Should you go for that PhD at home or away?

March 2, 2007

Caroline Gatrell considers the pros and cons of studying 'over the shop'

If you are employed as a university lecturer or researcher but do not have a doctorate, this might be the year you decide to register for a PhD. Anyone who has combined part-time PhD study with paid work will know that this is not an easy option, and for those who are employed at the university where they are also a student, the experience of "studying over the shop" has pros and cons.

At the end of last year, I attended a Christmas do with a group of friends whom I met while studying for my part-time PhD. Our academic interests are wide-ranging, but we share one thing in common. We all gained our PhDs part time while working as university lecturers and teachers. In conversation, we realised that our group had been meeting for almost ten years. Perhaps that says something about the length of time it takes to do a part-time PhD.

More encouraging, however, was the observation that, as a group, our completion rate was 100 per cent, and that this was quite unusual. This is because doing a part-time PhD can take years, and most students find that life gets in the way at some point. As a result, part-time PhD study is often put on hold and frequently abandoned.

Undoubtedly, there are big advantages to studying part time in your own institution. The main benefit is that it is easier to network with other students and scholars than if you are employed outside academe, especially if you are not living near the university where you are registered. The importance of good student networks cannot be underestimated. Colleagues from a range of universities who have studied over the shop have all acknowledged the value of the support they received from others in the same situation. The nature of this support has included chivvying and encouraging one another, sharing knowledge and techniques (for example, viva management) and giving and receiving feedback on papers and presentations.

One colleague recalled: "If you register at the uni where you work, there's someone on the spot who will pick you up when you hit a sticky patch. You can also provide role models for each another - when one person has 'made it', they offer to the others a strong sense that you can do this, too."

For part-time "away" PhD students, those employed in a non-university setting, such rich networking opportunities are much harder to access.

Although there may be options for online contact with other students, the limited options for face-to-face networking with other students can be demotivating and may lead to reduced self-belief.

Yvette, a part-time PhD student and a senior National Health Service manager who lives more than 160km away from her university, said the loneliness of her part-time status made her doubt her own abilities. This had not been a problem in her masters degree, when she had been part of a learning set. She explained: "I was due to do my PhD upgrade panel, and it was nerve-racking because I had no one to measure myself against. My supervisor said I was ready, and I trusted her, but if I had been able to be more 'present' at the university I would have been better networked with other students. I would then have been able to make that sort of judgment on my own behalf."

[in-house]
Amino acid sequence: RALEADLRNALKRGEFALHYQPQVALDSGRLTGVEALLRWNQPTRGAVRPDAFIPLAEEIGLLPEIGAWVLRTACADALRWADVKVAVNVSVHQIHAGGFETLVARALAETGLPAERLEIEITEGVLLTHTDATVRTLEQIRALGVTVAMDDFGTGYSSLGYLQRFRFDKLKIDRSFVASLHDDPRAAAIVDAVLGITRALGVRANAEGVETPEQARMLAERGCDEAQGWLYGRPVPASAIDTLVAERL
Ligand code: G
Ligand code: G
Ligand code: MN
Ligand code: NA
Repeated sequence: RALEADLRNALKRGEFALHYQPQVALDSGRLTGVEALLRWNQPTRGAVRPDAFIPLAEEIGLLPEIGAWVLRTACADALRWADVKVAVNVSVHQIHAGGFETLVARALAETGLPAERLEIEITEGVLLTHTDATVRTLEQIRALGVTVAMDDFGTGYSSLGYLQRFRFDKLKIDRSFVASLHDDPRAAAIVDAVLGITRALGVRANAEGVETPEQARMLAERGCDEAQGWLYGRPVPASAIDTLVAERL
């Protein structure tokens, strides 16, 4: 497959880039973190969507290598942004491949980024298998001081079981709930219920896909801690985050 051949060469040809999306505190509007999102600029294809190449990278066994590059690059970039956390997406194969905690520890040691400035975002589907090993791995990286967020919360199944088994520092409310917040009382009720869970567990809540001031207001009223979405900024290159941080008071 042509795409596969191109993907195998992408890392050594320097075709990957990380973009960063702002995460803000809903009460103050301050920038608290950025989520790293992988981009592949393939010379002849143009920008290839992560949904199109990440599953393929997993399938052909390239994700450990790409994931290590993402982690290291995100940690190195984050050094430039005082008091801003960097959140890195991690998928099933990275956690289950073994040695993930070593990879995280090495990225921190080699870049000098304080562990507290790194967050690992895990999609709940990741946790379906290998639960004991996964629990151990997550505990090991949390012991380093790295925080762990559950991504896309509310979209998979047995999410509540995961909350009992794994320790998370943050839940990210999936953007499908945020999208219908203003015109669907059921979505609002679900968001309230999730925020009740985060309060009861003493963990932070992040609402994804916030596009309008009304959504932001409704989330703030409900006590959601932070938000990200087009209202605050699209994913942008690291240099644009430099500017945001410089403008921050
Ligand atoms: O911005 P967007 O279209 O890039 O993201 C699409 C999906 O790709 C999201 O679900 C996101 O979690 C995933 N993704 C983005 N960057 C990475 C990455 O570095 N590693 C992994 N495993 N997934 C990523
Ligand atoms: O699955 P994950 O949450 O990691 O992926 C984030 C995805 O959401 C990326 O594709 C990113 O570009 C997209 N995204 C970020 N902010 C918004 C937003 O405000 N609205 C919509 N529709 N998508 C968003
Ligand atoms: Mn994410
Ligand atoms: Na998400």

Another major advantage of being registered at your employing university is the sense of "belonging" to your institution. Even if you are in a post that offers you limited flexibility, you might still manage to get to some lunchtime/early evening seminars that allow you to pick up on the latest thinking in your field. Since evening seminars are often accompanied by social events, you may have the chance to speak directly with visiting academics, which could even lead to future career opportunities.

Of course, studying over the shop has its downsides. Annabel worked in a department where colleagues had all gained their PhDs through the "conventional" route - full time, and prior to their academic appointments.

Annabel did not receive the institutional encouragement that she had hoped for. None of her immediate colleagues was prepared to champion her cause, and none of them understood the pressures associated with combining part-time PhD study and a full-time academic role. No attempt was made to reduce her teaching load, and she remembers feeling "under scrutiny" throughout. "They watched me struggle without offering a helping hand. It took me five years to complete, which is not bad going given that I had a full-time post and a young child."

One way of avoiding the sense that you are under scrutiny is to register with an institution that is not your own (although this may require you to pay additional fee costs). Paul did just this, and felt that he had obtained the best of both worlds. "I had the freedom to enjoy and explore my research area without being under surveillance, yet I could still call on close colleagues at my home institution for advice."

Nothing is perfect, however. For Paul, the drawback of registering elsewhere lay in his discovery that the study processes at his student institution were quite different from those at "home". This meant that his expectations about the level and style of supervisory support to which he was entitled were not met by the institution at which he was studying.

So there are pros and cons in registering in another institution or studying, almost literally, over the shop. You need to weigh them up before wading in. Good luck.

Interviewees were drawn from a range of institutions and names have been changed.

Caroline Gatrell is a lecturer in management learning and leadership at Lancaster University Management School. Her book, Managing Part-time Study: A Guide for Undergraduates and Postgraduates , is published by Open University Press, £15.99.

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